Rand Paul skips debate with Charles Booker, releases ad instead
Republican Sen. Rand Paul did not debate his Democratic challenger Charles Booker on KET Monday night, instead releasing a video accusing Booker of supporting “violent” political behavior.
Booker was on his own during the candidate forum after Paul didn’t respond to an invitation from KET, the statewide public TV network, which traditionally hosts debates in the month before Election Day.
During the broadcast, Booker described Paul as “an obstacle and barrier to Kentucky’s progress that needs to be removed,” and said he “stokes racism and division.”
“He’s really blowing the dog whistle. Rand Paul wants people to look at the color of my skin instead of my record. That’s why he keeps using those words over and over again,” Booker said.
Paul is running for his third six-year term in the Senate.
Hours before Booker’s appearance, Paul released a three-minute video showing the senator’s recent violent encounters – a man opened fire on a congressional baseball practice attended by Paul in 2017, and Paul’s former neighbor tackled him later that year, breaking several ribs.
The video also included footage from when protesters accosted Paul and his wife Kelley near the White House.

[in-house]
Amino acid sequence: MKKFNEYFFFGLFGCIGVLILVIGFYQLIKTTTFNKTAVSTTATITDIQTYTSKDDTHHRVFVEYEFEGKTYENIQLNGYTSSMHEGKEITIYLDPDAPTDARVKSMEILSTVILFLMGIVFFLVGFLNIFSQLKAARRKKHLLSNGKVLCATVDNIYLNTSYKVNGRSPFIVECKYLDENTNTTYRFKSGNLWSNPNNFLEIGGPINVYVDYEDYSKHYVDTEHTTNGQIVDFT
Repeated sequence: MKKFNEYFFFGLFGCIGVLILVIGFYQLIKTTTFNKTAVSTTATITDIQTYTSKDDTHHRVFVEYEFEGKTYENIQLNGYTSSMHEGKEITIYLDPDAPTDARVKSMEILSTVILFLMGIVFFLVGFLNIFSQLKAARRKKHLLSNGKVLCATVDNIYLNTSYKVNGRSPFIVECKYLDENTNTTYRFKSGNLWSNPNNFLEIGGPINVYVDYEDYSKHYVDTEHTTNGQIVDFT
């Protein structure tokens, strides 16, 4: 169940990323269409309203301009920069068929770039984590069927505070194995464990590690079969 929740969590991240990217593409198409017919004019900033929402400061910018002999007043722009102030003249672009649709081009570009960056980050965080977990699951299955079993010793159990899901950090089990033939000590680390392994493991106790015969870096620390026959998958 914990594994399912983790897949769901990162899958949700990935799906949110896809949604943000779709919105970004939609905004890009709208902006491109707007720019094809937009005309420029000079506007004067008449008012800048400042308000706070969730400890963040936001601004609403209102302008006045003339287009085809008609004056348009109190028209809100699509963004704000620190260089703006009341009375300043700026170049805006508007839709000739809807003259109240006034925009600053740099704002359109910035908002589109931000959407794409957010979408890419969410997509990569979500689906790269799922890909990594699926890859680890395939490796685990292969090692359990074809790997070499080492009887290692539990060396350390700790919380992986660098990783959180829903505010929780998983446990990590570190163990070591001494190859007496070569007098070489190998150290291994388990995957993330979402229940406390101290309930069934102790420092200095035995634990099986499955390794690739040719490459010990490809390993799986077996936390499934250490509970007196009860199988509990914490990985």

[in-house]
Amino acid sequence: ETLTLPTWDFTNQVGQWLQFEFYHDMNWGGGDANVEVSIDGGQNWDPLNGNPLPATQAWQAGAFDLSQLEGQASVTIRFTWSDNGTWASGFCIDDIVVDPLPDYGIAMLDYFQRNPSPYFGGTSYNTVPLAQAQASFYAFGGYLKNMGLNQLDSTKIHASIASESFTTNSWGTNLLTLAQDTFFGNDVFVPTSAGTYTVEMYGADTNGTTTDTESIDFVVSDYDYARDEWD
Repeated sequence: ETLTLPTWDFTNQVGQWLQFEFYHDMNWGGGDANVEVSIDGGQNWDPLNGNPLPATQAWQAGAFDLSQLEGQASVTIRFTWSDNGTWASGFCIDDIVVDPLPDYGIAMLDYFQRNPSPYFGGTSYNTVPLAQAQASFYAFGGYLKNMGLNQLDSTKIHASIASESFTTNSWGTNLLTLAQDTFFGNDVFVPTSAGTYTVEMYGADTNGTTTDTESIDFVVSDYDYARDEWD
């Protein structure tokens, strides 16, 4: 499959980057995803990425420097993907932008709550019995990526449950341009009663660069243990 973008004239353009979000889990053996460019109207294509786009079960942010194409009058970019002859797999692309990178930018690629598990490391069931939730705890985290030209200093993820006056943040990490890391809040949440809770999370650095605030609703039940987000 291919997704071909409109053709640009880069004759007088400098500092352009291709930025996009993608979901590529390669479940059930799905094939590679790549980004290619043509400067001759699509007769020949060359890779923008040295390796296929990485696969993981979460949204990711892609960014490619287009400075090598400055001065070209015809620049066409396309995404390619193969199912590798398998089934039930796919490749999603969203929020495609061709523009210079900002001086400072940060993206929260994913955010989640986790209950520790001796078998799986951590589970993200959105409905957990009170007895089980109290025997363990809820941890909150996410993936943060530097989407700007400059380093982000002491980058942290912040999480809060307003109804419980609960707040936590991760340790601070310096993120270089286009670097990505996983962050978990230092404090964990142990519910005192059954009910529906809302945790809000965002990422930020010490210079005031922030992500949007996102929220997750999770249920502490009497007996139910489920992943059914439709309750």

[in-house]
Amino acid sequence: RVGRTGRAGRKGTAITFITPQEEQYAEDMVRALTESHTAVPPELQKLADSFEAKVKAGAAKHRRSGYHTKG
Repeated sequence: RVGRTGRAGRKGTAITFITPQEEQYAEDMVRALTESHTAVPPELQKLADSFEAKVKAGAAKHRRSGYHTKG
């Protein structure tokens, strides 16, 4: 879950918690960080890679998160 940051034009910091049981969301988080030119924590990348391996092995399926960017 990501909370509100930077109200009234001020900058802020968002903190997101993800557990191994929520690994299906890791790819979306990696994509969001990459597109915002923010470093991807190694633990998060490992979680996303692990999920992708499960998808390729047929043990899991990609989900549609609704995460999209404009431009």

In the ad, Paul’s campaign attempts to tie Booker to the incidents.
“While Senator Rand Paul has been dealing with violence and threats, his opponent Charles Booker embraces those who have engaged or glorified such violence,” a narrator in the ad states.
In the ad, Paul’s campaign also accused Kentucky Democratic Party Chair Colmon Elridge of “openly threatening Republicans on social media,” citing a Tweet Elridge posted after this year’s Fancy Farm political picnic responding to anti-LGBTQ statements made by Republicans.
Elridge Tweeted that Democrats “won’t take it laying down” and “Please believe you’re gonna f**k around and find out.”
On Monday, Elridge responded to the ad, saying the Republican Party “has a dangerous allegiance to violent extremism.”
“That Rand Paul is also putting my family in the cross hairs of his political impotence is a bullshit move by a bullshit little man. Whatever polls he’s gotten must mean we’re on the march to victory,” he wrote on Twitter.
Paul’s campaign accused Booker of wanting to “defund the police” in the ad.
During the broadcast, Booker said he doesn’t want to cut police funding and supports other community safety programs.
“That means we work with law enforcement, we work with faith leaders, we work with philanthropy, we work with business, we work with folks on the ground to address the social determinants of health, and actually invest in dealing with the root causes of crime,” he said.
Booker pushed for policies to fight climate change, expand health care coverage and defend abortion rights during the televised appearance.
When asked about abortion, he said he was committed to protecting the right to privacy for those needing it.
“I fully believe that women and the people of Kentucky deserve agency to make decisions over their bodies. And we should not have the government operating as a big brother surveilling in our homes to say that this person should not get health care,” he said.
The General Election is on Nov. 8. The register to vote is Oct. 11. You can check your registration on the secretary of state’s website.
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